The French feminist magazine Petunia’s invitation to create a centerfold sparked O’Grady’s piece in the 2010 Whitney Biennial, The First and the Last of the Modernists. The text documents her decision to contrast images of Baudelaire and Michael Jackson. [Also posted as a related material under Flowers of Evil and Good] ****June 1, 2009For months I’ve planned to resume work on Flowers of Evil and Good, the photo-installation on Baudelaire and his black common-law wife Jeanne Duval and ultimately my mother Lena, which I began in 1995. I adore Baudelaire and taught his poetry for years at the School of Visual Arts here in New York. But as much as I love his poetry, I love him as a man because of Jeanne. Two decades! Longer than most couples I know, and without benefit of either wedding or kids. As a black woman who’s had white partners, I don’t have to speculate to say Charles learned a few things about his own culture he wouldn’t otherwise have known. . . that kind of insider-outsider position makes a leap from romanticism to modernism look easy. Although Jeanne is present in every line of his poetry, even when he writes about Mme Sabatier, she is absent everywhere. Where is her own voice? It isn’t until I hear her in the voice of my mother Lena, born 80 years later into a world which has not yet changed, that I can begin to know who Jeanne is. It is summer now, and I am eager to get back to work. But my computer crashes, and those early files are now buried in half a terabyte of data I must transfer from DVDs to a new external drive. June 25, 2009Oh, it is boring! Transferring and organizing is taking weeks. To prevent my mind from numbing, I live on the internet simultaneously. When the news first comes through, for hours I don’t believe it. But it’s true, Michael is dead. And now I am bawling uncontrollably. How could that be? I have always been a Prince fan! Where do my tears come from? Soon I am plunged into Google, into fansites, into YouTube. I maniacally download videos while continuing my data transfer (because I suspect the videos will quickly disappear), pull thousands of images, and read seemingly every article written in the aftermath plus others going back dozens of years. I am dumbfounded. Those who thought he hadn’t produced anything since Thriller had simply stopped listening and looking. MJ and Prince were so unalike, why did we feel we had to choose?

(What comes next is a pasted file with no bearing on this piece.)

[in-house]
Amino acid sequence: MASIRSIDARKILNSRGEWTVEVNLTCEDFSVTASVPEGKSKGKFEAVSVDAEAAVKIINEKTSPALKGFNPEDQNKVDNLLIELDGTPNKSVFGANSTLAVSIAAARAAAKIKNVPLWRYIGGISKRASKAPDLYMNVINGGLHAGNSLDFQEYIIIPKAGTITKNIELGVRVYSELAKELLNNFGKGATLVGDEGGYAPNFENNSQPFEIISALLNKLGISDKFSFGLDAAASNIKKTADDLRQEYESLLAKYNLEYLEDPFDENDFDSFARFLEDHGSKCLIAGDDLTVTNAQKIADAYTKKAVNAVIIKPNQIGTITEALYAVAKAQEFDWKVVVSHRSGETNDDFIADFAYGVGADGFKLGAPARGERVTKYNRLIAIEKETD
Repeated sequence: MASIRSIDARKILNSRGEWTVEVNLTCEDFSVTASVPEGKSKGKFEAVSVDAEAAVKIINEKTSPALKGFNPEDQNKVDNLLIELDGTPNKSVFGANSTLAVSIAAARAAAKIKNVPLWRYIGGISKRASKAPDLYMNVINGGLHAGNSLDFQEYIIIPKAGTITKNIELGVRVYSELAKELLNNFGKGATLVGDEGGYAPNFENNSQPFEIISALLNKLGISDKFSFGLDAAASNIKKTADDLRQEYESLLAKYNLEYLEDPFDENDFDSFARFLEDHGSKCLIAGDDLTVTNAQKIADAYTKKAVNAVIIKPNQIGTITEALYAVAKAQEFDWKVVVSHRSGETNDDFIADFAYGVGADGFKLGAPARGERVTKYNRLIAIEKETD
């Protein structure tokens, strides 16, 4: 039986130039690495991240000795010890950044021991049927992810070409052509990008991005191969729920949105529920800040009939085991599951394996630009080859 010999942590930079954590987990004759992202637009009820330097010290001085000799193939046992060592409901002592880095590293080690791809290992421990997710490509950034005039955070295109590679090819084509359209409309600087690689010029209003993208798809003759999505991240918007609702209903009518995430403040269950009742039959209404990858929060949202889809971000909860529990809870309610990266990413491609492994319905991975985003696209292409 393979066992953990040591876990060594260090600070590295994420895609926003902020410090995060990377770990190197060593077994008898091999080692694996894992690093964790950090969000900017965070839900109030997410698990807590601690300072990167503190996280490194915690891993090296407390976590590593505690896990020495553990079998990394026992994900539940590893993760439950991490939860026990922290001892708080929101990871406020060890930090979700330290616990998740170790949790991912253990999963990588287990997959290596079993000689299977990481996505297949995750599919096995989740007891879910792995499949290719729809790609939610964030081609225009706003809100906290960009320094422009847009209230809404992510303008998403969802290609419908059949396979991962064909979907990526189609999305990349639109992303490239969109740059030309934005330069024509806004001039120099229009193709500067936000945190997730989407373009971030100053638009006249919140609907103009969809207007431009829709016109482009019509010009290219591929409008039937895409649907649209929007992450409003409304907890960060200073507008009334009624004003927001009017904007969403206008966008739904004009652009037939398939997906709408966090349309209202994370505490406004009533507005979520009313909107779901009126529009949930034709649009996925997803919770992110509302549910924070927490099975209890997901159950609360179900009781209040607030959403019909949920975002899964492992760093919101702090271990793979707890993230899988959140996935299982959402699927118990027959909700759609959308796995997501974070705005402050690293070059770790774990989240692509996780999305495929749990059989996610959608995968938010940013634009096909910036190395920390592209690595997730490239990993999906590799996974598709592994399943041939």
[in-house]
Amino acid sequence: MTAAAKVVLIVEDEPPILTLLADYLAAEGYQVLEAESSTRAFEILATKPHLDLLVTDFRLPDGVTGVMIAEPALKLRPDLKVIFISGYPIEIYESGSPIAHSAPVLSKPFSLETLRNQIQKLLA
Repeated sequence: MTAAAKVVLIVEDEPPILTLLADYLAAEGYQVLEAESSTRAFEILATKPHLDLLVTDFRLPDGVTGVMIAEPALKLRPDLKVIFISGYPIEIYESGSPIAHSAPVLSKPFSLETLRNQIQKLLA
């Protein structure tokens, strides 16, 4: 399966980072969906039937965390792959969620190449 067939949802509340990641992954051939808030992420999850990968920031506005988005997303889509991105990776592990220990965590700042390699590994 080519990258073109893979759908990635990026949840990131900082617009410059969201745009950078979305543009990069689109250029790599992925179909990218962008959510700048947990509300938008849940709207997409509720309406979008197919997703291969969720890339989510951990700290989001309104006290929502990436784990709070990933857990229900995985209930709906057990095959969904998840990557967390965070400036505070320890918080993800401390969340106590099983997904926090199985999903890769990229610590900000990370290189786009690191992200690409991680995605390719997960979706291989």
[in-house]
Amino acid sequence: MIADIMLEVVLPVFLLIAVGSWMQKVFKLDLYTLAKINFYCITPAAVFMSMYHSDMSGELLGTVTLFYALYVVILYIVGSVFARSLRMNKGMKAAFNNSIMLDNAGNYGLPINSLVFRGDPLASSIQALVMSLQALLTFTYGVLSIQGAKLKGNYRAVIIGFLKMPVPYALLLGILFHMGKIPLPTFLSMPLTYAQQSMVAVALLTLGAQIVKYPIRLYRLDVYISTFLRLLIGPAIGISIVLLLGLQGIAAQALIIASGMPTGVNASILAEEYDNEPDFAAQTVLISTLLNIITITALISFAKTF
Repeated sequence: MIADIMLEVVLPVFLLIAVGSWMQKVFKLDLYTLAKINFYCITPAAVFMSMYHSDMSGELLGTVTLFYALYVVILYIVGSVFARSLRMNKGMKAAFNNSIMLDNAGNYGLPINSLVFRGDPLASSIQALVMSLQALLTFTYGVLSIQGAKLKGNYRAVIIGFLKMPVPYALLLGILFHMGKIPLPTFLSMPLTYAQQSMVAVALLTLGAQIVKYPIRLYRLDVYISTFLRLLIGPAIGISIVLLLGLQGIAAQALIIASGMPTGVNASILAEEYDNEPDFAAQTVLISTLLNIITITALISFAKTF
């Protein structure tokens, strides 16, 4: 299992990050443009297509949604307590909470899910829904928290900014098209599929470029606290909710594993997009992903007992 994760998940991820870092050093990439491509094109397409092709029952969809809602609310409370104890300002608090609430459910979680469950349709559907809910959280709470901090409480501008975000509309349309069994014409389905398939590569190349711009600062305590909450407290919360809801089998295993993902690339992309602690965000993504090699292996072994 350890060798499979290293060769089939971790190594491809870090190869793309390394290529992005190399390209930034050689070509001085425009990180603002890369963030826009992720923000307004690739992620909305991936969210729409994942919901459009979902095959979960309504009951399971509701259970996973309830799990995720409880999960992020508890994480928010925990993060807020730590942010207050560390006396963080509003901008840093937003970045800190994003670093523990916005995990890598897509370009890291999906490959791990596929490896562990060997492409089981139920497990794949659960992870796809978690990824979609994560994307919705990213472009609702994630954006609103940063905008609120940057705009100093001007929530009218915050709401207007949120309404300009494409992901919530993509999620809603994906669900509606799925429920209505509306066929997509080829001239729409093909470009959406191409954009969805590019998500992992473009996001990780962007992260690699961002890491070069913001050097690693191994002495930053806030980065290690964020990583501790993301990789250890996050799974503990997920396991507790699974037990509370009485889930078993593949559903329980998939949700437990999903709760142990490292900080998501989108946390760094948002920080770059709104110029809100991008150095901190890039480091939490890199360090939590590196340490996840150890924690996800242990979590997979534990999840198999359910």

August 11, 2009
Now the data transfer is finished, I’ve begun to put Flowers of Evil and Good in order. . . images of Mama, Aunt Gladys, Aunt Vy, and Jeanne on one side, images of Charles on the other. My friend Mary Beth has taken a place in Greenport, on the North Fork of Long Island, and invited me to stay. She rises early morning, I wake midday, we meet for walks along the harbor and dinner out. In between, there is time spent on organizing the old Flowers of Evil and Good files and on a new obsession I can only name “Michael.” But the more I learn, the more he becomes conflated with Charles, the more similar the two seem—the pivotal turn each gave to his art form, the perfectionism, the absurd need to be different, the ambiguous sexuality. No one will aspire to greatness that un-ironically again. And if Picasso and Mozart had fathers who surrendered, Charles and Michael seem to share a father (and step-father) who cannot be overcome. In Greenport, an invitation comes to contribute to the French feminist journal Petunia. I say yes and hint that the piece “will relate to French culture.” Michael has temporarily replaced Jeanne and my mother. There is a piece here. I don’t know what it is, but there is time for it to emerge. Two male lesbians. Brothers.
September 28, 2009
Working on the mountain of files for Flowers of Evil and Good, I try not to think about the unnamed piece. But today, with only 10 hours notice, I am visited by the curators of the Whitney Biennial. “What will you do for the exhibit?” they ask. I answer spontaneously, as if I already knew: “Four diptychs on Charles Baudelaire and Michael.” Later, the piece has to be named. I will call it The First and the Last of the Modernists. The name is a risk, of course. But peeling back the cultural assumptions of Europe will always be like scraping off a tattoo.
© 2009 Lorraine O'Grady | All rights reserved.